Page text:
It also doesn’t bode well for the Mac. I’m sure Apple can continue to add incremental changes to satisfy developers, but there won’t be anything revolutionary with how we work. There is also little incentive for Apple to change here: you are buying an Apple Vision Pro along with a MacBook, after all.

One of the extrordinary things that happened back in 1984 was the ability to have more than one terminal window. Even though my Mac had to be connected to a VAX 11/780 over a serial cable (sound familiar?), this was a completely new way of working. We were suddenly free of working within the confines of a single 24×80 character display.

Once we broke free of those limitations, things like visual development environments took hold. I’m pretty sure Apple understands the productivity benefits that came along with these changes.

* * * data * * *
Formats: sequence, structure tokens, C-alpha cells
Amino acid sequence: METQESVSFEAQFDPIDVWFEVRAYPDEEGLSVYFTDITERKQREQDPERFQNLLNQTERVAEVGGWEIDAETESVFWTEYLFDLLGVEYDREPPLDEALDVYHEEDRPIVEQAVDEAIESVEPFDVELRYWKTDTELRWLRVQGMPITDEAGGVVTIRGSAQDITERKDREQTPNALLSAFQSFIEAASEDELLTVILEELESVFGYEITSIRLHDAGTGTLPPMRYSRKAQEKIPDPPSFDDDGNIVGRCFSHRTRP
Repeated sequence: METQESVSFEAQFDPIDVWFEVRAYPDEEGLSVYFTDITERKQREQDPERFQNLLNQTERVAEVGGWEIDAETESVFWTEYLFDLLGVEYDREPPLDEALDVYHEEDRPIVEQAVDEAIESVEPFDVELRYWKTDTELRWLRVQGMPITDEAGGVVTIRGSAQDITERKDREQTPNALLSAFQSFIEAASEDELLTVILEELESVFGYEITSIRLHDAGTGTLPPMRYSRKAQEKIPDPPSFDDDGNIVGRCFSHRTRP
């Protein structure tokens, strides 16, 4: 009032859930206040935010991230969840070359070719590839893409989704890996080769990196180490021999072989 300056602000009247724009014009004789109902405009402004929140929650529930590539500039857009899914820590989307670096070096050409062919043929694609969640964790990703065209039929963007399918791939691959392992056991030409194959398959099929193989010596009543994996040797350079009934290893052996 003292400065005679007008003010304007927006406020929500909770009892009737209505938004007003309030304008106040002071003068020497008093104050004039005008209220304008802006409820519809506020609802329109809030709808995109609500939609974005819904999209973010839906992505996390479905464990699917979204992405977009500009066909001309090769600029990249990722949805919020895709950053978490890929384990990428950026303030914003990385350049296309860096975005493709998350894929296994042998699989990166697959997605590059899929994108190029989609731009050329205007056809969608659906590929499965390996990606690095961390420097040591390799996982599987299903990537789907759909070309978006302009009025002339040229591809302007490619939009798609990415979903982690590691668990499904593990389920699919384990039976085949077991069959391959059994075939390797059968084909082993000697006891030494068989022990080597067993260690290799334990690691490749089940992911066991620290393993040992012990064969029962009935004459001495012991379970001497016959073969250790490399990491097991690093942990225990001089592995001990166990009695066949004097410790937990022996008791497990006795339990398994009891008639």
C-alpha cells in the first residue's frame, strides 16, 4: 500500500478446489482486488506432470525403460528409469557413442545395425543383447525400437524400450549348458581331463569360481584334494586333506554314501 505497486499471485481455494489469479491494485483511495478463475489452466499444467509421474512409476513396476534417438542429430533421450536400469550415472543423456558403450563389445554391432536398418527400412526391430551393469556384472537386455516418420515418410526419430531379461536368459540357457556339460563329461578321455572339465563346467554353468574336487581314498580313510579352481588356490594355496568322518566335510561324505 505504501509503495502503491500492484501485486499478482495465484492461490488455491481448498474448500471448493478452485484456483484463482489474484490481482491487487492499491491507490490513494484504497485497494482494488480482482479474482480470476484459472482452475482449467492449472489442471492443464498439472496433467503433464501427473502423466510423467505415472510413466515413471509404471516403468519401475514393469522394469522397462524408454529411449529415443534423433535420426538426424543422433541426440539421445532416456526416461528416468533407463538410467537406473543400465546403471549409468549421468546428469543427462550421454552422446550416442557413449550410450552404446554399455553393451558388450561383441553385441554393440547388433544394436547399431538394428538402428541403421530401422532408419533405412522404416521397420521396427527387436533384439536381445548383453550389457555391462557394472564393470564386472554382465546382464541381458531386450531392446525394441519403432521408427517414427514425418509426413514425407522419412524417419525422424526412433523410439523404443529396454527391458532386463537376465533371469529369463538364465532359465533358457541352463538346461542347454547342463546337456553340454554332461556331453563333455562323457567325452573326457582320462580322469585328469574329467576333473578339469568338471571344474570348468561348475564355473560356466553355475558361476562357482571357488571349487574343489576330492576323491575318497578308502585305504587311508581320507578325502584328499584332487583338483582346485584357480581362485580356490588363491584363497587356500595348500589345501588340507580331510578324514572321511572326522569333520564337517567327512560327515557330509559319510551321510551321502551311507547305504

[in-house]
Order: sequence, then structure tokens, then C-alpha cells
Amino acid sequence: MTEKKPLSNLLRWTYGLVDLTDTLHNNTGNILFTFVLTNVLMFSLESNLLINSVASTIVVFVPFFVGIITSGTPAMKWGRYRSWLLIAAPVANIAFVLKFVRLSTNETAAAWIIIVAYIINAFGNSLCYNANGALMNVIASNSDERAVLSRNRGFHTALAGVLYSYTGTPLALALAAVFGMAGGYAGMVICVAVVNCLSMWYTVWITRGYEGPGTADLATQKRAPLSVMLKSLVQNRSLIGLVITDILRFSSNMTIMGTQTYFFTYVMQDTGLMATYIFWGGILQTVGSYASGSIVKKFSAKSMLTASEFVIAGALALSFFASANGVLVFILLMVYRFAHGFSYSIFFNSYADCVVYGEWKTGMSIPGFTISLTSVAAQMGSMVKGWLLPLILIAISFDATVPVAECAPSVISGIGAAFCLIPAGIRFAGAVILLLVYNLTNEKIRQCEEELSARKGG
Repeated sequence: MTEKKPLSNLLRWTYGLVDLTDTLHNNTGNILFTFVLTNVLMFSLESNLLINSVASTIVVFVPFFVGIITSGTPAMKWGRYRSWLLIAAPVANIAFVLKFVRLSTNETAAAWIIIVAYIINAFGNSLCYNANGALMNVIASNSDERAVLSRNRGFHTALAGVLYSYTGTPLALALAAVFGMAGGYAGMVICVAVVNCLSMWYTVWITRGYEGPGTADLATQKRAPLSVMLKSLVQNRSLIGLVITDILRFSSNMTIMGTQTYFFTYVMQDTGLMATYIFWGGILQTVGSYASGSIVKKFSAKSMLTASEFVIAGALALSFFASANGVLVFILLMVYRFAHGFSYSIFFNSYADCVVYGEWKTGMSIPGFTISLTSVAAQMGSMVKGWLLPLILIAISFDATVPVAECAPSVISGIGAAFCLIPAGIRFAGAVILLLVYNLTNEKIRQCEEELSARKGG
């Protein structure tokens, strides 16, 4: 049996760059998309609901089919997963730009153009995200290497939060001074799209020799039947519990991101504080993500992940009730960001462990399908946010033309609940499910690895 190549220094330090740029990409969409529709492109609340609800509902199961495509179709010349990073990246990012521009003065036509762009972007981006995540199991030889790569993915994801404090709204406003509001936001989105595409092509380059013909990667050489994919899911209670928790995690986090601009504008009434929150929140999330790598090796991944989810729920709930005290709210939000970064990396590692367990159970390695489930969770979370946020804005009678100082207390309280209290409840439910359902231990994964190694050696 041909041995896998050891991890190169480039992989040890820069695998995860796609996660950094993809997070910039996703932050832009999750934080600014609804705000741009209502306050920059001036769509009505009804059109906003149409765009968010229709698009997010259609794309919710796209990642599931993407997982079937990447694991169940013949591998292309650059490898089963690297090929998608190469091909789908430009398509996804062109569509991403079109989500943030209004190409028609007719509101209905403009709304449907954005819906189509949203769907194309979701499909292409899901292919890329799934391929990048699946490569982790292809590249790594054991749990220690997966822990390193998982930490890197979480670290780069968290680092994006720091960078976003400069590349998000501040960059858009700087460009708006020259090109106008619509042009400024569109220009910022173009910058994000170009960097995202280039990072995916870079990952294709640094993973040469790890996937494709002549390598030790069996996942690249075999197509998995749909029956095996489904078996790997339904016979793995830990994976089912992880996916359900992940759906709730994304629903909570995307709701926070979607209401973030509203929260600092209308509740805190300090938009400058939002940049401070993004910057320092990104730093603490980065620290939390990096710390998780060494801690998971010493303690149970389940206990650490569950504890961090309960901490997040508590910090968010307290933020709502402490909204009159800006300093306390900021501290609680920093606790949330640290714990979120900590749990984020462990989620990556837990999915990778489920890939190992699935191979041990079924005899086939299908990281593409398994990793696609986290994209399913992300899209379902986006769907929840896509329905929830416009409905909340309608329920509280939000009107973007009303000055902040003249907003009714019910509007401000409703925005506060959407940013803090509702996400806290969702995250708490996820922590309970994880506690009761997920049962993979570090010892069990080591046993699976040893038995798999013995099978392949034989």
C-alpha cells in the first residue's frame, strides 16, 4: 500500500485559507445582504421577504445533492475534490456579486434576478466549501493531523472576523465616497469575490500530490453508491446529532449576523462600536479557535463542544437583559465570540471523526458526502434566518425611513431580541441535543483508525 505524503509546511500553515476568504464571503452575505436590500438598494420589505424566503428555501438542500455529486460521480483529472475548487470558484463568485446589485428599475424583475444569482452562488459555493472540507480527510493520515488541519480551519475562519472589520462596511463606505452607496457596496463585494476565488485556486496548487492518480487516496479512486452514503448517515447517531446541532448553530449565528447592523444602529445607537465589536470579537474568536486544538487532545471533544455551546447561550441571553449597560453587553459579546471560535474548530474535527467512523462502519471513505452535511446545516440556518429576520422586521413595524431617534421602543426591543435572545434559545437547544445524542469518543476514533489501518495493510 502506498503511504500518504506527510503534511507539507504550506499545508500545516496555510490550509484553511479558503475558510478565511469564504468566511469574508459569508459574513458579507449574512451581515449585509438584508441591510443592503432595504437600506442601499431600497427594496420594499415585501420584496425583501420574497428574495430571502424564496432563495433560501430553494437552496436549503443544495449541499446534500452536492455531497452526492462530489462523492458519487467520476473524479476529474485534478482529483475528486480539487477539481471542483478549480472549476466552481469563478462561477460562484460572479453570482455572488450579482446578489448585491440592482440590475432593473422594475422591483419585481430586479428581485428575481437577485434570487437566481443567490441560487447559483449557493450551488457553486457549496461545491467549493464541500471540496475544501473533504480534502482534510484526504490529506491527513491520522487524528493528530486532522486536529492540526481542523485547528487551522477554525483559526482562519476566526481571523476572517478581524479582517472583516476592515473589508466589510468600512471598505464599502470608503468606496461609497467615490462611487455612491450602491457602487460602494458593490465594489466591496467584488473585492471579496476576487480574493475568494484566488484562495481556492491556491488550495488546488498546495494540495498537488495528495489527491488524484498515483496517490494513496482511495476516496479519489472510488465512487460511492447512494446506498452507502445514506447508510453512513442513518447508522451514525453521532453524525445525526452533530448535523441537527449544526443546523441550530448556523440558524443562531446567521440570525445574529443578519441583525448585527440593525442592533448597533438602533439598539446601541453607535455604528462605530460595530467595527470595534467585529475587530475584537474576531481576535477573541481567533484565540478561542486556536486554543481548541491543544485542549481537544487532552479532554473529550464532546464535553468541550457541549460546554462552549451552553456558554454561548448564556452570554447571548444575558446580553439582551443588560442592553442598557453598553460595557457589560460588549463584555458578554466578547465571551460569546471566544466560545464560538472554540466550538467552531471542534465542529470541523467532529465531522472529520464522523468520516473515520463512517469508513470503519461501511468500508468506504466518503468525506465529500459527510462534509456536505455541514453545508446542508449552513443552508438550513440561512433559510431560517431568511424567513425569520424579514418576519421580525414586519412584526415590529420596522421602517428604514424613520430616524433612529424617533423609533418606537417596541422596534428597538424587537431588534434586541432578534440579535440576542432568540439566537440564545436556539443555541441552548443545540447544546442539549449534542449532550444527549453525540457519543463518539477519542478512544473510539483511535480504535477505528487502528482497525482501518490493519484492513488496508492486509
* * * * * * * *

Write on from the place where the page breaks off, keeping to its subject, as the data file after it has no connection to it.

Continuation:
And here’s the thing: developers don’t come up with these ideas unless they have a place to experiment. Seeing multiple windows that contained code, debugging, and other tools led some folks to start thinking about integrating this environment using the new interaction mechanisms.

Those same kind of folks may find inspiration in spatial computing, but will ultimately get thwarted by the restrictions of a single process. An architecture developed for mobile devices with only one app on the screen is now being used for apps on an infinitely large screen.

Apple Vision Pro is a technical marvel, but ultimately falls short in ways that satisfy the natural curiosity of developers.

That’s a shame. I just hope some smart folks at Apple feel the same frustration I do, because we need a future beyond the Mac.